Darkest Dungeon Review - Hello Darkness, My Old Friend



Darkest Dungeon


Red Hook Studios


Red Hook Studios

Reviewed On
Also On

PS Vita, PC


Role Playing Game

Review copy provided by the publisher

By Tomas Franzese

September 28, 2016

There I was, about to kill a Necromancer with four powerful characters. Two had recently wandered to my estate seeking fortune; the other two battle-ready veterans of past forays in the depths of the dungeon. All of a sudden, the Necromancer uses an attack that greatly increases each party member’s stress level. I was not watching my fear levels, so I was shocked when this triggered three heart attacks at the same time, killing three of my four party members. I tried to flee with my last character, but to no avail, he was struck down too, thus I failed the mission, and did not even reap any of the loot received along the way.

“Water Cooler stories” like these are one of the reasons why Darkest Dungeon is the best RPG’s that I have ever played. Never has a game of this style grasped me so tightly with its engaging gameplay, interesting world, and gorgeous artstyle. This game is really tough, so it is not for the faint of heart nor those inexperienced with RPG’s. That being said, if you are a fan of RPG’s and are yearning for something new, interesting, unique, and dark to play, look no further than Darkest Dungeon.

Darkest Dungeon starts with the player inheriting an Estate from a relative, who (in his expeditions to try and find fortune in the catacombs underneath the estate) unearthed portals from a dark dimension. These portals released horrendous looking monsters into the caves and dungeon below. It is up to the player to recruit various adventurers who are seeking fame and cleanse the land below the estate of these evil monsters. The ultimate goal of the game is to enter the “Darkest Dungeon” under the estate, which is the origin of this otherworldly attack.

This set up, while nothing mind-blowing, properly sets the stage for the adventure that lies ahead. The opening cutscene sets the depressing, disgusting, and dark tone of the game, but also makes the player curious of what lies ahead. This story does its job, and introduces the player to the great game that lies in those catacombs, ruins, and caves below the estate. If they survive, that is.

Combat takes place in a turn based structure. Both your and the enemies’ lineup are put in a turn order, and can use their attacks, magic, and skills to either fight the opponent or buff their own team. While this does not seem very tough at first glance, there are many small systems that must be watched during battles in order to stay alive.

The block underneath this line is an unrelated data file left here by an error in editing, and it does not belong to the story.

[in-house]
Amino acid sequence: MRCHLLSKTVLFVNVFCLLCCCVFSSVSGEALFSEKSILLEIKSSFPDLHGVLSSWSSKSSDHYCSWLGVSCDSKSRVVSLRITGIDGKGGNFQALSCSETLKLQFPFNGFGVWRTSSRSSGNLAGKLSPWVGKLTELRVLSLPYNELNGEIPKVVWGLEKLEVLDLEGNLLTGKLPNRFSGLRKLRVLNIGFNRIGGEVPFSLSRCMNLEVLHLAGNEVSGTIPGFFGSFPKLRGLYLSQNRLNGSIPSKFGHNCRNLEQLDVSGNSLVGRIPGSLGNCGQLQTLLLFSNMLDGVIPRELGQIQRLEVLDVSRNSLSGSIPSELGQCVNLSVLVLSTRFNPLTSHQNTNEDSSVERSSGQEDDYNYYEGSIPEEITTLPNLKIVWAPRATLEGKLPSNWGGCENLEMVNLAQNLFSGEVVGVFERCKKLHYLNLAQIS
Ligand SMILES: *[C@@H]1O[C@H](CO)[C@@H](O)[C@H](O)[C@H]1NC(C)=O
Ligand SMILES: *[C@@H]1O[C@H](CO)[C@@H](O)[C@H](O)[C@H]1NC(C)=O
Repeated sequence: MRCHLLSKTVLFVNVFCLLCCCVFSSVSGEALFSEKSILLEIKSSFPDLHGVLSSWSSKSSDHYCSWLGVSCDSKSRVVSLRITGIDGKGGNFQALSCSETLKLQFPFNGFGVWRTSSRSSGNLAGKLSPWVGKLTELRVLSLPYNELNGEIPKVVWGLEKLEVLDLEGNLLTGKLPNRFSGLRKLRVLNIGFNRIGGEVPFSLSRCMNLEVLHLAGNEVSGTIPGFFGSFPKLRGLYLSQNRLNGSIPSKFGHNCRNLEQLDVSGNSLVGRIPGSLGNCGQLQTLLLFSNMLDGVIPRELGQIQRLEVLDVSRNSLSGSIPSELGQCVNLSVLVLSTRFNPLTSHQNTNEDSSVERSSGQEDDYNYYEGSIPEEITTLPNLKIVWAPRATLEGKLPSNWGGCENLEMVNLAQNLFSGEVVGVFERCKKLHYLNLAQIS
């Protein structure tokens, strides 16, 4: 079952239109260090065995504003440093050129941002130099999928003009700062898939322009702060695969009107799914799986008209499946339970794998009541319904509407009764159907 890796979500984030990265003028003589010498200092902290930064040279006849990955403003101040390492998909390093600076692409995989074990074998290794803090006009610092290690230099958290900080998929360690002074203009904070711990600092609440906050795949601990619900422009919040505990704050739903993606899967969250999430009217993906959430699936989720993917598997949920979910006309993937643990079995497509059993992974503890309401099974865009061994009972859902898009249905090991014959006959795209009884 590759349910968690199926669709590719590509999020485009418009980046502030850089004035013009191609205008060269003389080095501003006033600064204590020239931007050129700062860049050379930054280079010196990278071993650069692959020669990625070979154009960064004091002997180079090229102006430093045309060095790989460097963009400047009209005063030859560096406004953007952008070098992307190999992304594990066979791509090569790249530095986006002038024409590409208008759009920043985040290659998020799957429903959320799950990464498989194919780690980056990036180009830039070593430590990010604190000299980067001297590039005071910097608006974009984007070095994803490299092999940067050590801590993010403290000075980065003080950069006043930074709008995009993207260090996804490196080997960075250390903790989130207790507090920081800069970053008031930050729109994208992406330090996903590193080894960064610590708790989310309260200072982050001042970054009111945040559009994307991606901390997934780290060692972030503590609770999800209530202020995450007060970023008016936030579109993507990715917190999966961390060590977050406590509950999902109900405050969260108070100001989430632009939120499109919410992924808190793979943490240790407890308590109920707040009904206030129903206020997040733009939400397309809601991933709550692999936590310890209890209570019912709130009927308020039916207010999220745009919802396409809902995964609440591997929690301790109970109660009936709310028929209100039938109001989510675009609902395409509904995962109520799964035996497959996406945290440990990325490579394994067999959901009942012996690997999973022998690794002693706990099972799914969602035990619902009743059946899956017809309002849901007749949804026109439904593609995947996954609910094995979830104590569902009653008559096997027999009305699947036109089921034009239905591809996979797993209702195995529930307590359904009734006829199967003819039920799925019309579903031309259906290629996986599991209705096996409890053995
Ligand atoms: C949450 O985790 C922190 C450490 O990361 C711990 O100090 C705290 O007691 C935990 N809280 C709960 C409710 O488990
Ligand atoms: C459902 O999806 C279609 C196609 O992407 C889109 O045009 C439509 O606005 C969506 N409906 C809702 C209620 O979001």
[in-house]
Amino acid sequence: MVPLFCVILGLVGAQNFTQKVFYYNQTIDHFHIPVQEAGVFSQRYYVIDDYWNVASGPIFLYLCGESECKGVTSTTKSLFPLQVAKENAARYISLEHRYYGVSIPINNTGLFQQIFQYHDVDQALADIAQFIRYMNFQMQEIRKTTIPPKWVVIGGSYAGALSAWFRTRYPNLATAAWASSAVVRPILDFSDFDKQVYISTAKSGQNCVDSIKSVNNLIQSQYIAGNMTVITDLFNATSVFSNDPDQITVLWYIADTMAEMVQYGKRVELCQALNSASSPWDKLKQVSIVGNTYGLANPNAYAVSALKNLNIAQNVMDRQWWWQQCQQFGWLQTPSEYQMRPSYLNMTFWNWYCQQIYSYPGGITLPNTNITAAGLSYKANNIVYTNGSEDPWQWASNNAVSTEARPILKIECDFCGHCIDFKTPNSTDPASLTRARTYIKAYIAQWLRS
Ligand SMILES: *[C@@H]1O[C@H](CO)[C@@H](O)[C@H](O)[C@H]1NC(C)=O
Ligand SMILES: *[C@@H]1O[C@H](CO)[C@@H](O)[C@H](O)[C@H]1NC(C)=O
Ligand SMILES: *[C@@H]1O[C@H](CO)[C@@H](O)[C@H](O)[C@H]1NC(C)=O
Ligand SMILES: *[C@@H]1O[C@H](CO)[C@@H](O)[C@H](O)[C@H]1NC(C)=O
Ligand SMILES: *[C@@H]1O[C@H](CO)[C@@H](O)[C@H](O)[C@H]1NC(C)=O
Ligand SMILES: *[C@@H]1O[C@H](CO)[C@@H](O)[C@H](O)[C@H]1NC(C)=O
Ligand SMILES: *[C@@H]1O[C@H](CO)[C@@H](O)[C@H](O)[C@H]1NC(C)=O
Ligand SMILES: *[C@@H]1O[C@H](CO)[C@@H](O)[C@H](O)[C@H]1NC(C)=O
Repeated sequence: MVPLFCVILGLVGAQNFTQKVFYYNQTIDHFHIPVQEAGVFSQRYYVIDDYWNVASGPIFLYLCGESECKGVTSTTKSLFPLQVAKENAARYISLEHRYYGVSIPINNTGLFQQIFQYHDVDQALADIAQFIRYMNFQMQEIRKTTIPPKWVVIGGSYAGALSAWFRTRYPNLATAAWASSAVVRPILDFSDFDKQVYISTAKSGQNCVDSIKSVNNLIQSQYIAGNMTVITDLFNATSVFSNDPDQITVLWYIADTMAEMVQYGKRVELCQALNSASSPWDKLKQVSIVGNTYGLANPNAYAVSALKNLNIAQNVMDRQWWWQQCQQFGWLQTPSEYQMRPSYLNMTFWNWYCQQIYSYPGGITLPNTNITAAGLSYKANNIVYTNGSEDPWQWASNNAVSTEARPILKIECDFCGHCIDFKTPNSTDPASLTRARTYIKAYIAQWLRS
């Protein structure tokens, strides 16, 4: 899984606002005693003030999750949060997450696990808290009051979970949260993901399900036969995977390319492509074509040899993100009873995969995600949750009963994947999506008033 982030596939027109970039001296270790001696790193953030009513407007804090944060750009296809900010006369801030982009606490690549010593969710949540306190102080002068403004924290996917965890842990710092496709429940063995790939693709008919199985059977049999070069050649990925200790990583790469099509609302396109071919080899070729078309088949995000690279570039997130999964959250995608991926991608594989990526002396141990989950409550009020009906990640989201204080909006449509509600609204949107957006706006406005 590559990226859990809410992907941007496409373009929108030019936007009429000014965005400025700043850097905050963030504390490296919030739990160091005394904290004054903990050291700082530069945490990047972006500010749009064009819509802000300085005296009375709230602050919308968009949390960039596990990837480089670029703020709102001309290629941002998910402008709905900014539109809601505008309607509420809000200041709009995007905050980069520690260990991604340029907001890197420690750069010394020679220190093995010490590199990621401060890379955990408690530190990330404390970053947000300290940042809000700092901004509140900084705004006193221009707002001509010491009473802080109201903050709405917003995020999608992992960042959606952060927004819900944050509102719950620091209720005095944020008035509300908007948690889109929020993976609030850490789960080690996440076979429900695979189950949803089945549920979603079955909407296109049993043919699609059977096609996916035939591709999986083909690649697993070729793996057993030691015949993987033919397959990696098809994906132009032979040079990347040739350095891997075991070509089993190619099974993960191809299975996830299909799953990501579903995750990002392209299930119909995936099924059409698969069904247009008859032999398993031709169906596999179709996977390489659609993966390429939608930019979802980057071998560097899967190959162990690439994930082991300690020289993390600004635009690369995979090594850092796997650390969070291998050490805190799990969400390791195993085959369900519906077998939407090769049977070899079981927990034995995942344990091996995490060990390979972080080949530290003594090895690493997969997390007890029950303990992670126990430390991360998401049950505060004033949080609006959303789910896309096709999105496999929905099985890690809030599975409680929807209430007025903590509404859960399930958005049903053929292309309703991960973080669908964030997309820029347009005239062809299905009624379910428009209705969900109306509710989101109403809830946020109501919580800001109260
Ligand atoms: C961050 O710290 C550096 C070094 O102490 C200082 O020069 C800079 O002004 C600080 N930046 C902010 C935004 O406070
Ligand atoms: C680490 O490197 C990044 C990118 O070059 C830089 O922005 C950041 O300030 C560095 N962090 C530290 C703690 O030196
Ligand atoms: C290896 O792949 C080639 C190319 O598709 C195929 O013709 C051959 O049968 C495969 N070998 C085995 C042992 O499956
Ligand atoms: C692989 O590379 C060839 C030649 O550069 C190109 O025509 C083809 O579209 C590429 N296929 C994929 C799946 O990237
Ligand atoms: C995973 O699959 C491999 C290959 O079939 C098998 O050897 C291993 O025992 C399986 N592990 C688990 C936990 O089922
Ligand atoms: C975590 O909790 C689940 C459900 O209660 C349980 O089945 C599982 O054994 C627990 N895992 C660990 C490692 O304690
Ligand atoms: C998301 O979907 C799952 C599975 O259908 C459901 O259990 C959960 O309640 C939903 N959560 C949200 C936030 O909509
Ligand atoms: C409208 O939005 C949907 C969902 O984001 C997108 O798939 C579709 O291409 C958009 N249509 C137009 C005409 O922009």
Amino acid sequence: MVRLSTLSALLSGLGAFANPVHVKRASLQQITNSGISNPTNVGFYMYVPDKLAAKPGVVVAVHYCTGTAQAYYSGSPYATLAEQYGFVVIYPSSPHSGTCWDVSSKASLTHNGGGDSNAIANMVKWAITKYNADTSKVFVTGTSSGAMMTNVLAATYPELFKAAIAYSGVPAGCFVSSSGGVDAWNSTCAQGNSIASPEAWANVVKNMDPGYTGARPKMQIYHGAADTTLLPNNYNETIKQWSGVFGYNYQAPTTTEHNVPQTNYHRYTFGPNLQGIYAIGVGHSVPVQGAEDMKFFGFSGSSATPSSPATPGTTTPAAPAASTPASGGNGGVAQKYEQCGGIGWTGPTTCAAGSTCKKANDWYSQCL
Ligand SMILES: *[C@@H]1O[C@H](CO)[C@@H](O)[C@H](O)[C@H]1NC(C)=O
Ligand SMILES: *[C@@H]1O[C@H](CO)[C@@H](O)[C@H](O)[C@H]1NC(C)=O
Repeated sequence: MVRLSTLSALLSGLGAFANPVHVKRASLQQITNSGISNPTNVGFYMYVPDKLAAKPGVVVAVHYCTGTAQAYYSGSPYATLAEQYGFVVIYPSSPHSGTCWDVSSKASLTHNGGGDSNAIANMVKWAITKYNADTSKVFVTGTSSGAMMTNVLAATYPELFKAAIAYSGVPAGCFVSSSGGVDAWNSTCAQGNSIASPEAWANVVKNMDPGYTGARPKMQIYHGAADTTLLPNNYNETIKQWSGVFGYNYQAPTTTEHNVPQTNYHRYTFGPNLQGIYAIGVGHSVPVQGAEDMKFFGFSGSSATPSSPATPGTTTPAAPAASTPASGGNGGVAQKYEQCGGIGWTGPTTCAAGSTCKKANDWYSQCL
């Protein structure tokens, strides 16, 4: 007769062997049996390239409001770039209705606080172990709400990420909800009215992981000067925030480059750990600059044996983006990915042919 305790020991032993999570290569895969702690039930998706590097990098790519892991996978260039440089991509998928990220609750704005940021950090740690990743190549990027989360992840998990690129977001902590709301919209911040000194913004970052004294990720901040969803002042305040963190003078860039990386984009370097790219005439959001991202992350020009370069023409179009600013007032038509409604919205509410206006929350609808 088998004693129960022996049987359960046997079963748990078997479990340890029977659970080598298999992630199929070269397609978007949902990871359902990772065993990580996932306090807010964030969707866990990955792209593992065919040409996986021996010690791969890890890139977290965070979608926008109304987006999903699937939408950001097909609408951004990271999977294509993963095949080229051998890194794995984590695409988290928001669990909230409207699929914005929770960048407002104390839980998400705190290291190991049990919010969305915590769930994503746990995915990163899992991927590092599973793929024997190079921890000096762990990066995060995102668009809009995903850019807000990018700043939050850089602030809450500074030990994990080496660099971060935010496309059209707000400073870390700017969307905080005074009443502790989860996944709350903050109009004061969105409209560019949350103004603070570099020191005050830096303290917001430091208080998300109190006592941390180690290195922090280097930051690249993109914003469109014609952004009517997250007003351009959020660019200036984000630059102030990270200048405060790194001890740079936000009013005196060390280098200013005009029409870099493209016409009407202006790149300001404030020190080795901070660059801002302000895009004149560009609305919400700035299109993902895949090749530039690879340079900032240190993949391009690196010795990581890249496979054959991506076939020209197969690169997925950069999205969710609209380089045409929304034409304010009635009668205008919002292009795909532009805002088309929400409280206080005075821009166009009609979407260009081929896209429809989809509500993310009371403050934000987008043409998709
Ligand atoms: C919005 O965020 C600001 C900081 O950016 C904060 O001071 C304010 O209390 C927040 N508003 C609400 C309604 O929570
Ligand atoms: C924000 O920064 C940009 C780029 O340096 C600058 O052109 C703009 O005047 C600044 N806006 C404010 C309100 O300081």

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Understanding enemy resistances, weaknesses, and strengths is necessary in order to do well in battle. All needed information is displayed at the bottom of the screen, allowing for strategic planning before every move during battle. Even when enemies die, they can leave a corpse behind if not killed by bleed, blight, or a critical hit. This can throw off enemies’ position in battle, making it tougher for the player, and forcing them to adapt their strategy on the spot.

There are fifteen different character classes in the game, and they all play drastically different, and do better at different places in your lineup. While one might be inclined to go into a dungeon with a bunch of heavy hitters, they must be aware that the game can be extremely tough without any debuffs against your enemies or healers. Characters are randomized with special names, skills, and quirks (which give your characters advantages or disadvantages in battle). In general, Darkest Dungeon is a very customizable game, characters are constantly different, as are enemy loot drops.

One of Darkest Dungeon’s biggest additions to the genre is its heavy reliance on a stress system. As your travelers go through the dungeon and fight enemies, they are affected mentally, becoming more and more perturbed as the quest continues. If the stress bar underneath the character maxes out, they will go into a state of panic, and will either come out stronger and with buff, or frightened, which causes them to ignore the player and do what they want, while makes one of their bad quirks worse. If the bars fills up twice, the character will die of a heart attack, so the players has to weigh their options and consider whether it’s better for them to retreat and fail the quest, or continue and risk losing a great party member to stress.

Darkest Dungeon’s overworld operates on a week system. Every week, the player is allowed one expedition, and can also put characters in buildings to relieve stress. At the start of every week, the player can look a stagecoach on the estate in order to find new characters.